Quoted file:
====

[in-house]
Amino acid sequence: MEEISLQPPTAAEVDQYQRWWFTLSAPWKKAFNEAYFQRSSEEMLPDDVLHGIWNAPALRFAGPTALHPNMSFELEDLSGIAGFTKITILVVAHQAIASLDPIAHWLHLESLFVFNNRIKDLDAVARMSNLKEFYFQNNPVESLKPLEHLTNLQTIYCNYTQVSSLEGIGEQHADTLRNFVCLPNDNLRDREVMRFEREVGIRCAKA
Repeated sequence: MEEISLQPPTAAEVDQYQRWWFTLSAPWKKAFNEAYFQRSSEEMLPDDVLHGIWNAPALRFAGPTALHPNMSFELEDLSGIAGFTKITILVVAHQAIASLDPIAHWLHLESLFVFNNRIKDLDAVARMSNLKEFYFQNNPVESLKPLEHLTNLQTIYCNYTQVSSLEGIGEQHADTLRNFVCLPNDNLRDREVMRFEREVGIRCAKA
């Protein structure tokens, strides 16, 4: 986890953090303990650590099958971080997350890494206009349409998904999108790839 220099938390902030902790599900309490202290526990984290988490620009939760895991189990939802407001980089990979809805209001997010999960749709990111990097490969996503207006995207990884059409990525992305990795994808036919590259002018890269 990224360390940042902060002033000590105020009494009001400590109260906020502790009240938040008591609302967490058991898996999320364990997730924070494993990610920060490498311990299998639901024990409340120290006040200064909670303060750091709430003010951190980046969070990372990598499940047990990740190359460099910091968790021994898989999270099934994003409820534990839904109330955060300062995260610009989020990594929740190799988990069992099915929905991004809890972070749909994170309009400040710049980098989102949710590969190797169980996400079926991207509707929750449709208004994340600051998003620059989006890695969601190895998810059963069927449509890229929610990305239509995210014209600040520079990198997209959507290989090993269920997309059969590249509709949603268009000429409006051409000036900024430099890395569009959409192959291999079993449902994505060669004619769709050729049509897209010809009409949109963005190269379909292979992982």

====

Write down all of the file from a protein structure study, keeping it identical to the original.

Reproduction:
[in-house]
Amino acid sequence: MEEISLQPPTAAEVDQYQRWWFTLSAPWKKAFNEAYFQRSSEEMLPDDVLHGIWNAPALRFAGPTALHPNMSFELEDLSGIAGFTKITILVVAHQAIASLDPIAHWLHLESLFVFNNRIKDLDAVARMSNLKEFYFQNNPVESLKPLEHLTNLQTIYCNYTQVSSLEGIGEQHADTLRNFVCLPNDNLRDREVMRFEREVGIRCAKA
Repeated sequence: MEEISLQPPTAAEVDQYQRWWFTLSAPWKKAFNEAYFQRSSEEMLPDDVLHGIWNAPALRFAGPTALHPNMSFELEDLSGIAGFTKITILVVAHQAIASLDPIAHWLHLESLFVFNNRIKDLDAVARMSNLKEFYFQNNPVESLKPLEHLTNLQTIYCNYTQVSSLEGIGEQHADTLRNFVCLPNDNLRDREVMRFEREVGIRCAKA
């Protein structure tokens, strides 16, 4: 986890953090303990650590099958971080997350890494206009349409998904999108790839 220099938390902030902790599900309490202290526990984290988490620009939760895991189990939802407001980089990979809805209001997010999960749709990111990097490969996503207006995207990884059409990525992305990795994808036919590259002018890269 990224360390940042902060002033000590105020009494009001400590109260906020502790009240938040008591609302967490058991898996999320364990997730924070494993990610920060490498311990299998639901024990409340120290006040200064909670303060750091709430003010951190980046969070990372990598499940047990990740190359460099910091968790021994898989999270099934994003409820534990839904109330955060300062995260610009989020990594929740190799988990069992099915929905991004809890972070749909994170309009400040710049980098989102949710590969190797169980996400079926991207509707929750449709208004994340600051998003620059989006890695969601190895998810059963069927449509890229929610990305239509995210014209600040520079990198997209959507290989090993269920997309059969590249509709949603268009000429409006051409000036900024430099890395569009959409192959291999079993449902994505060669004619769709050729049509897209010809009409949109963005190269379909292979992982």